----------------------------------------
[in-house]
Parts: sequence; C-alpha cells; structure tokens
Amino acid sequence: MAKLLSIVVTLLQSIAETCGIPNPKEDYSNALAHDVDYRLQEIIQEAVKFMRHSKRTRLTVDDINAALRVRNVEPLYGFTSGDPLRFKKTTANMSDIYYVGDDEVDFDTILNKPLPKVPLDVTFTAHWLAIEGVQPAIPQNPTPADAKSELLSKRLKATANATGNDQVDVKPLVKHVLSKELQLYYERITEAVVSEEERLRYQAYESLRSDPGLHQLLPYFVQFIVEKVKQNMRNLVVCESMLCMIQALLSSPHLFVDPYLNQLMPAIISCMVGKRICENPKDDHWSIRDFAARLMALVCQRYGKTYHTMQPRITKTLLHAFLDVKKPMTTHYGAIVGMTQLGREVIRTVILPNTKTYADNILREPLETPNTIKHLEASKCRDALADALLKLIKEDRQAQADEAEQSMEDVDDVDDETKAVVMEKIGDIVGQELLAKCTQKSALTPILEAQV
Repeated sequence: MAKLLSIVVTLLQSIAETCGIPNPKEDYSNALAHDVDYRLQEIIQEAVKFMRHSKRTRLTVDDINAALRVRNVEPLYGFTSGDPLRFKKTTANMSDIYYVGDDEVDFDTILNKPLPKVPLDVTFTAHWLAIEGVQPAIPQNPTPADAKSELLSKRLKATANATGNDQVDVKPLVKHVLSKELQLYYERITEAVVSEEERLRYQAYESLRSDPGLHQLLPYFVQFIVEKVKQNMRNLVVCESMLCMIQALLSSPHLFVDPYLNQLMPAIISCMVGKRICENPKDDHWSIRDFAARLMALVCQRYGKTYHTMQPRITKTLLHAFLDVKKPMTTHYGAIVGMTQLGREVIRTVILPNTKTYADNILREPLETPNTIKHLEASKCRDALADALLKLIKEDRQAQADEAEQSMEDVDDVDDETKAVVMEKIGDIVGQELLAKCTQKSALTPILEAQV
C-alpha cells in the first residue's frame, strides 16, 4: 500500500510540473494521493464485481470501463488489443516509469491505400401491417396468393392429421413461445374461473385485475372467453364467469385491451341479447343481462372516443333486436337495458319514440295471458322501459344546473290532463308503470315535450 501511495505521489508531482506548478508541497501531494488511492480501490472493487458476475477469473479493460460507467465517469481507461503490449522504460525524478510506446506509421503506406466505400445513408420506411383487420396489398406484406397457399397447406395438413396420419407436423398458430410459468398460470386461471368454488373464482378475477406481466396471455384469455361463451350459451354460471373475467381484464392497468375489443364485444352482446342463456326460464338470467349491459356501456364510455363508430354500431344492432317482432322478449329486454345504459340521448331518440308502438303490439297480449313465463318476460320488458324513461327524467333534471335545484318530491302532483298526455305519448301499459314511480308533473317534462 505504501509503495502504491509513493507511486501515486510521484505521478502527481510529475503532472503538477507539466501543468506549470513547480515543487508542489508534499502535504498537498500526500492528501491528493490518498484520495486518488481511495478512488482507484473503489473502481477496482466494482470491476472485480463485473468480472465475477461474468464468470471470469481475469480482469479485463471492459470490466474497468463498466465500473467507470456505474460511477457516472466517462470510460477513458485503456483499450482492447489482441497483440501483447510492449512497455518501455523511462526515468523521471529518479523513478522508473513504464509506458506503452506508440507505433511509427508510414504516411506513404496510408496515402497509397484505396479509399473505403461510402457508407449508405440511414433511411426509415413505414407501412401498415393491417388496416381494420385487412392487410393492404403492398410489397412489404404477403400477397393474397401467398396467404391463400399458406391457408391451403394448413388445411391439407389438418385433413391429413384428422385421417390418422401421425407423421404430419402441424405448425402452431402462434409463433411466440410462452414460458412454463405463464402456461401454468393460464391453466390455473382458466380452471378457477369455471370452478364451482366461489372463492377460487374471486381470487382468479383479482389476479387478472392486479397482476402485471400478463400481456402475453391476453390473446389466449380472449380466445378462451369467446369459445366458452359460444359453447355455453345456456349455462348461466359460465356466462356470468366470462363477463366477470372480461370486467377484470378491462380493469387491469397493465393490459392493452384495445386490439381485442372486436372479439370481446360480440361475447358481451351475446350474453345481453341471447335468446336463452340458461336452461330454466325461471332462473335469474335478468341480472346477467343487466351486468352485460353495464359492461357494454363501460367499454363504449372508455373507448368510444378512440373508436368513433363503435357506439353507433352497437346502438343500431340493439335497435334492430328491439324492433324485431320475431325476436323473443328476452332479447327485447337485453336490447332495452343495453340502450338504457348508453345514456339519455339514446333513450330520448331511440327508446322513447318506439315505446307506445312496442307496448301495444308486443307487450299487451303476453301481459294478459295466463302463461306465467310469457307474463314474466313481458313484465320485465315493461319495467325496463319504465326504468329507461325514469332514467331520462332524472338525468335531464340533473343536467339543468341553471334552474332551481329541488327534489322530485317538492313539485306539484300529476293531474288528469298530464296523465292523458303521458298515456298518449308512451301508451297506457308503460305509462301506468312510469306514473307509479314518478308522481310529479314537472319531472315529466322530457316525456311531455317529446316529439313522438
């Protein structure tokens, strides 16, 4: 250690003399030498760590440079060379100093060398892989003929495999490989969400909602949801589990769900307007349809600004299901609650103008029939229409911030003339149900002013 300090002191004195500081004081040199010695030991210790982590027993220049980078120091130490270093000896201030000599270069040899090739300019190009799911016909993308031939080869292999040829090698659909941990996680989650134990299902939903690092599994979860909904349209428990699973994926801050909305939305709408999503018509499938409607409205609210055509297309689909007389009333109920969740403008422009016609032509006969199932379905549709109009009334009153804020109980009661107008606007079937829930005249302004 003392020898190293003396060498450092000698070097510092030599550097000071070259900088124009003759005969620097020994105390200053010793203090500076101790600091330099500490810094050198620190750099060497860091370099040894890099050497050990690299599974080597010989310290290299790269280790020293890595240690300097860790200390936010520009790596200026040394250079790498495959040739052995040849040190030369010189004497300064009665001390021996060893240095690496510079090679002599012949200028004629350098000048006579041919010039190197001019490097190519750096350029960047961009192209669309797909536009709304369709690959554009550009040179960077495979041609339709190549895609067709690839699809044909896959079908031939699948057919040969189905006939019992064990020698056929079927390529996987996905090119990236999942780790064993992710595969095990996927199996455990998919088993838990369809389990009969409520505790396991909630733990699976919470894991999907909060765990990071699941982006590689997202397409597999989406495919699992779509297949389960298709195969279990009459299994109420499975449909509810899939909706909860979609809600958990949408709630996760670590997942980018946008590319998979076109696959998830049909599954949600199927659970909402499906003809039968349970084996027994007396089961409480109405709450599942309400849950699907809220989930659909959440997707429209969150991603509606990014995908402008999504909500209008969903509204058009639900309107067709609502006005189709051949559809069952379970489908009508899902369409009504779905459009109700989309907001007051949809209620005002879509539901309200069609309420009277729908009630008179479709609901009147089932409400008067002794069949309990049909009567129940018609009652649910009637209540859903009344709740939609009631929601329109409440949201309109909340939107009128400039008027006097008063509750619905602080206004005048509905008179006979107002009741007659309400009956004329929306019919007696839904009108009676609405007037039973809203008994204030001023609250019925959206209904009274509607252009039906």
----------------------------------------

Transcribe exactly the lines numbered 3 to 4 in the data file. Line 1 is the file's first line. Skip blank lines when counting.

Amino acid sequence: MAKLLSIVVTLLQSIAETCGIPNPKEDYSNALAHDVDYRLQEIIQEAVKFMRHSKRTRLTVDDINAALRVRNVEPLYGFTSGDPLRFKKTTANMSDIYYVGDDEVDFDTILNKPLPKVPLDVTFTAHWLAIEGVQPAIPQNPTPADAKSELLSKRLKATANATGNDQVDVKPLVKHVLSKELQLYYERITEAVVSEEERLRYQAYESLRSDPGLHQLLPYFVQFIVEKVKQNMRNLVVCESMLCMIQALLSSPHLFVDPYLNQLMPAIISCMVGKRICENPKDDHWSIRDFAARLMALVCQRYGKTYHTMQPRITKTLLHAFLDVKKPMTTHYGAIVGMTQLGREVIRTVILPNTKTYADNILREPLETPNTIKHLEASKCRDALADALLKLIKEDRQAQADEAEQSMEDVDDVDDETKAVVMEKIGDIVGQELLAKCTQKSALTPILEAQV
Repeated sequence: MAKLLSIVVTLLQSIAETCGIPNPKEDYSNALAHDVDYRLQEIIQEAVKFMRHSKRTRLTVDDINAALRVRNVEPLYGFTSGDPLRFKKTTANMSDIYYVGDDEVDFDTILNKPLPKVPLDVTFTAHWLAIEGVQPAIPQNPTPADAKSELLSKRLKATANATGNDQVDVKPLVKHVLSKELQLYYERITEAVVSEEERLRYQAYESLRSDPGLHQLLPYFVQFIVEKVKQNMRNLVVCESMLCMIQALLSSPHLFVDPYLNQLMPAIISCMVGKRICENPKDDHWSIRDFAARLMALVCQRYGKTYHTMQPRITKTLLHAFLDVKKPMTTHYGAIVGMTQLGREVIRTVILPNTKTYADNILREPLETPNTIKHLEASKCRDALADALLKLIKEDRQAQADEAEQSMEDVDDVDDETKAVVMEKIGDIVGQELLAKCTQKSALTPILEAQV